Hi, I'm Becky Norwood. Welcome to "The Woman I Love!" As an author, publisher, and business owner, I have not only told my own story of survival from childhood sexual, emotional and physical abuse, I also help others tell their stories as well. We do not owe our past a place in our future, and the key to finding our joy comes from loving and forgiving ourselves. Do you have a story to tell? Let me help you accomplish it!
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Worry. We all experience it.
Sometimes is controls us. Sometimes is colors our world something fierce.
How do we shut it down? How do we learn to control the worry thoughts instead of it controlling us?
The ability to shut things down, of being able to flip a switch and shift your focus is known as compartmentalization.
You can have the ability to take how your feeling, or what you are thinking about and put it in a box and close the lid. The thing about these strategies, these protections, these coping skills is that they are rarely learned—more often, and especially through trauma, we grab on to the strategy that worked for us—or that our brains and systems naturally gravitate to.
The ability to compartmentalize is a strength and a capacity that helps us function when we feel overwhelmed, the resources to manage and get on with life. We can use this tool when we just don’t have the resources to manage, when it’s too much right now or when we need to get something else done.
We like to call it “creating a box.” My Auntie, in helping me overcome my healing journey overcoming childhood sexual, emotional and physical abuse. She suggested that I create my box. She explained that this “box,” is to be used as a way to allow only so much time for an issue that is eating at me, then write it down, place it in the box. The box goes on its shelf, and you move on to other issues.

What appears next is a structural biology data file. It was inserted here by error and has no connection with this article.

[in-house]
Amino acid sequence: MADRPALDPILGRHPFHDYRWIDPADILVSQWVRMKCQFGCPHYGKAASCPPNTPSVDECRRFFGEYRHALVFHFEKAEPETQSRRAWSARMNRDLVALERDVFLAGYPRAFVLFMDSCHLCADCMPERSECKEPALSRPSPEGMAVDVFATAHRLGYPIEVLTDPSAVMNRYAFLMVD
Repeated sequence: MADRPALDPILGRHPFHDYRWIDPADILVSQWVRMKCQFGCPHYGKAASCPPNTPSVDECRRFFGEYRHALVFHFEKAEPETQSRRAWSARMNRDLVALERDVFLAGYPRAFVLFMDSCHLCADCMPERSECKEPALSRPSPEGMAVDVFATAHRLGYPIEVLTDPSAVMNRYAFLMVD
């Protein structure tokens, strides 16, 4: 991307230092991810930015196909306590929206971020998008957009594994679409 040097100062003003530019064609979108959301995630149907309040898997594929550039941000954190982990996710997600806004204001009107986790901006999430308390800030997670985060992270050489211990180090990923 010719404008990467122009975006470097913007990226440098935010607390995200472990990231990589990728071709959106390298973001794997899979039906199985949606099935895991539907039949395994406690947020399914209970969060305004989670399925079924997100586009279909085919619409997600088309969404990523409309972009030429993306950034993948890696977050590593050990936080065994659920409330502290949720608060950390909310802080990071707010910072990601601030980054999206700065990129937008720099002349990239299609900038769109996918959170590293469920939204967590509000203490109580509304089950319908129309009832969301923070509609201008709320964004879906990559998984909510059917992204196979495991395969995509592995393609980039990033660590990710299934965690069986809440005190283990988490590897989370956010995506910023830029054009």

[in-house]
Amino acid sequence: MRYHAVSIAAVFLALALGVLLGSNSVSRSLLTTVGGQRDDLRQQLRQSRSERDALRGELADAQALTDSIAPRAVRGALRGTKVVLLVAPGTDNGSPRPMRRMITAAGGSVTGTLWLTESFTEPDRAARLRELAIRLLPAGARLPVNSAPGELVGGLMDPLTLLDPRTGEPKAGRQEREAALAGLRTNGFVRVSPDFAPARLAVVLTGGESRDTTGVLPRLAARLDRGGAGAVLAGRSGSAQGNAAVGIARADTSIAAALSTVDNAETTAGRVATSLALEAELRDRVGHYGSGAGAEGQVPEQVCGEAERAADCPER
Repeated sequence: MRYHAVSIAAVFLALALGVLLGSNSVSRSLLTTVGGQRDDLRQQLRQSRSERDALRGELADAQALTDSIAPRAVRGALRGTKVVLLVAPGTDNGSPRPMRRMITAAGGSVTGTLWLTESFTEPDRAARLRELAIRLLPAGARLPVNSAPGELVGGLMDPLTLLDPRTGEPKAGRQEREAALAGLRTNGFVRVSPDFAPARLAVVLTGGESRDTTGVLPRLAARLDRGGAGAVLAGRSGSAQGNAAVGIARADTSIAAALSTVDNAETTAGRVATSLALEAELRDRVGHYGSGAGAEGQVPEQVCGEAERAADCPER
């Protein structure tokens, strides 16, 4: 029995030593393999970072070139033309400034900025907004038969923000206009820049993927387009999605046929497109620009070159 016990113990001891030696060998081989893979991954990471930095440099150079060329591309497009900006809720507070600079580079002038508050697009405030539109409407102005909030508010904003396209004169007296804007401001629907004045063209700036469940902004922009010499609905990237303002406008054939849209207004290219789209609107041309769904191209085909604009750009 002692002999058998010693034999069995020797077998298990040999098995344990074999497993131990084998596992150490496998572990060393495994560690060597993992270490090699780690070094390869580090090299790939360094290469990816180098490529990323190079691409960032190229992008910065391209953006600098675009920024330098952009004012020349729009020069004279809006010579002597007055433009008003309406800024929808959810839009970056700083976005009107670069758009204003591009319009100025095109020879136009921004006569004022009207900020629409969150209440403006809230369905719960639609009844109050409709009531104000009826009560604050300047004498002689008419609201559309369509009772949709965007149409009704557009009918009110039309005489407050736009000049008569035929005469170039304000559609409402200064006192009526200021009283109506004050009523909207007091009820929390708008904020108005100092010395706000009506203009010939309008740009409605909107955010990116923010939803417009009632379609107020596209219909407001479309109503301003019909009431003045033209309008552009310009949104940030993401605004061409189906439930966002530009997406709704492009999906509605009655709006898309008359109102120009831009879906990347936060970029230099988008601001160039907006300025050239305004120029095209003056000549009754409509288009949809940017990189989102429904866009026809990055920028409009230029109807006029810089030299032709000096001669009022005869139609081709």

It happens to everyone from time to time: a thorny issue sprouts up, a worry takes root. Soon those roots dig in so deeply and spread so wide that they leave little room for anything else to grow. Worrying, searching for a solution, and forecasting the future, can move from preoccupation to full-time work and that is not a happy place to be.
When that starts to happen, it’s critical to call a timeout. Certain hormones fuel the body’s stress response (also dubbed “fight-or-flight”), speeding breathing and heartbeat, directing extra blood flow to the brain and muscles, perking up the immune system, and triggering other changes that prepare your body to respond to a perceived threat. At times, the stress response is appropriate and necessary, helping us rise to meet physical and emotional challenges. But stress hormones that are triggered too often or stuck in overdrive can fuel worrisome health problems—from headaches and heartburn to high blood pressure and heart disease.
Make a Worry Box
Find any box, decorate it however you like, and keep it in a handy place. (I found that this was a great activity to do with my young children since they loved helping to decorate the box.) Jot down each worry as it crops up on a piece of paper and drop it into the box.
Once your worry gets deposited into the box, try to turn your attention to other matters. The worry box essentially allows you to let go of your mental worries.
Later on, you can throw out the notes without looking at them again. There have been times I have shredded the notes, other times I have burned them. (a symbolic action that works for me.)
Other times I have gone back through my notes at the end of the month and discovered that most of my worries had been unfounded. A good lesson that worrying is often fruitless, and unproductive!
“Worry never robs tomorrow of its sorrow; it only saps today of its joy.”
Are you choosing to thrive? It is a choice!
What are you worrying about? Have you tried the worry box? What was your experience with using it?